a Diamond in the smooth
Damn, I’m excited. We’re going to see Neil Diamond tonight!
Never mind the fact it’s the middle of nowhere, and parking is $10 a go. Never mind the fact the heat is sweltering and stupid outside, and Daniel woke us up before 4.30am last night. Never mind the fact we’re probably going to have to miss the encores unless we want to get caught in the rush and pay another $50 to the babysitter. We’re going to see Neil! The man who wrote the music to my favourite Altered Images single (with John Peel on backing vocals) AND my favourite Urge Overkill single AND my favourite Monkees single … and I’m not sure that I don’t prefer his versions, every time! Altogether now:
Here’s what I wrote with my old band-mate Jamie Sellers (somewhat tongue-in-cheek) about one of the perennial charity store albums of the UK, Neil Diamond’s His 12 Greatest Hits, for my Record Rummage blog a while back.
Um. OK. Here’s another one. Neil. He’s a diamond in the smooth.
His 12 Greatest Hits
It may be his 12 greatest hits, but it’s not his 12 best songs is it? Although it does feature the crunchy and calorific ‘Cracklin’ Rosie’. The sleeve is a sumptuous shade of silver, with Neil’s hair big and puffed out like a darker shade of candyfloss, his chest an extension of that. You can’t actually see where his first button is done up, but he has attitude. Neil possibly took himself a teensy-weensy bit too seriously by this stage of his career, too many people telling him he was a close relative of God. He looks more like Peter Frampton or one of the New Seekers. The more gravity Neil tries to add to ‘Sweet Caroline’ with his deep valentine baritone, the more plodding it becomes. Still, we are talking impeachable class: ‘Song Sung Blue’, ‘I Am … I Said’, ‘Play Me’. One of us once took our secretary – who strangely had a weird lazy left eye, same as Neil if the album cover is anything to go by – to the opening of a new restaurant at Wembley Arena at a Neil Diamond show. She was dating the chairman of the Young Conservatives who had some rather rabid views on the nobility of fox hunting; and many a joke was made about the quality of kindness in glass eyes. We dined on only the choicest sweetmeats, quaffed sparkling champagne and trilled lightly in the aisles while Neil ran through a consummately professional outing of his hits, and a few new ones just to show he hadn’t lost it. We left halfway through the show, to meet a lady at an airport. And that was the end of the date.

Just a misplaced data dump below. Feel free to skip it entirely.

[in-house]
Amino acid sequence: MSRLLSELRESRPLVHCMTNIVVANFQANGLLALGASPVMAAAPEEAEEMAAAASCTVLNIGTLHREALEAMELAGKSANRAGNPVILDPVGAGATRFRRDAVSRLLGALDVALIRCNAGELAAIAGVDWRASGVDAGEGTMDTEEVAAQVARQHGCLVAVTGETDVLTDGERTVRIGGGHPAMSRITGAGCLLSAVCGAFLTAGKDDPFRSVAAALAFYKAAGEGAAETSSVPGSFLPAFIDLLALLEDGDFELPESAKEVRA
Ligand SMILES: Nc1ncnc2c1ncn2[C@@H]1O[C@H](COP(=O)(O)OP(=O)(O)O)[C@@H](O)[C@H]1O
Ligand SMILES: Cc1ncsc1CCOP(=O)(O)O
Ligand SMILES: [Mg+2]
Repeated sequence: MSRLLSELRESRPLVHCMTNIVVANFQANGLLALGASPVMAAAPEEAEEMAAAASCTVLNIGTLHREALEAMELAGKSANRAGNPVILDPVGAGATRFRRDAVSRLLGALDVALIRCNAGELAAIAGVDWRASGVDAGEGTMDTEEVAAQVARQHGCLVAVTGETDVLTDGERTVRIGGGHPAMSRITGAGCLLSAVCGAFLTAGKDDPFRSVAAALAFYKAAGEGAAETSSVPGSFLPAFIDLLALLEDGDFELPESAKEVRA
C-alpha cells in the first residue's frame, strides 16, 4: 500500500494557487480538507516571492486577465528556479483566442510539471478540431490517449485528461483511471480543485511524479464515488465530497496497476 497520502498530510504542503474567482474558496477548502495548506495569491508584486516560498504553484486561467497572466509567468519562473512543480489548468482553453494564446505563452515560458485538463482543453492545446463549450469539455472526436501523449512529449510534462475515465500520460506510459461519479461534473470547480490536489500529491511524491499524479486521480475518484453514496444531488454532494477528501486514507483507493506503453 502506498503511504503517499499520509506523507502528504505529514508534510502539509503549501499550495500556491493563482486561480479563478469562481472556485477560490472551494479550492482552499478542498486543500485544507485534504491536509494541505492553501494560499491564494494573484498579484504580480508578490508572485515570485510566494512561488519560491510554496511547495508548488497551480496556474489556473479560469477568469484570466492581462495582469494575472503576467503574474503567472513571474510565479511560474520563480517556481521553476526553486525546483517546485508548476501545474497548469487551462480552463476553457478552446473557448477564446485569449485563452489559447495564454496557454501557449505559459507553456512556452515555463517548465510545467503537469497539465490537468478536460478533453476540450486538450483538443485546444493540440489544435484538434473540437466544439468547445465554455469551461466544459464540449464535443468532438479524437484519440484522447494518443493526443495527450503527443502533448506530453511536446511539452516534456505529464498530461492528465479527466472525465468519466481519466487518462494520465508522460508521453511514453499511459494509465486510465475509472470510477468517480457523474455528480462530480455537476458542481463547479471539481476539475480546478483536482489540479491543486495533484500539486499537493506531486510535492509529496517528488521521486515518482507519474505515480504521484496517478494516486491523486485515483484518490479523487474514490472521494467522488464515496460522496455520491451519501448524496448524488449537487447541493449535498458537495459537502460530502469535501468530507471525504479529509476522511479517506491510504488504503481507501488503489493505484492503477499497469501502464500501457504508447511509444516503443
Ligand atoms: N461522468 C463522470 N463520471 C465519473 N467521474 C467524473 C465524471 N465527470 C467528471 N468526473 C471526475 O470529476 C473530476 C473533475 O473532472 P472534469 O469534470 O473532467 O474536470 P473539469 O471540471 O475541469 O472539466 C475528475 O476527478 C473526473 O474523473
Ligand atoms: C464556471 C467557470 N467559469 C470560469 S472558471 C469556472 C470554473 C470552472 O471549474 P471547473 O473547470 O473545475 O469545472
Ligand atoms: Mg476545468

Cost £1, bargain value 6.5, slip cover 0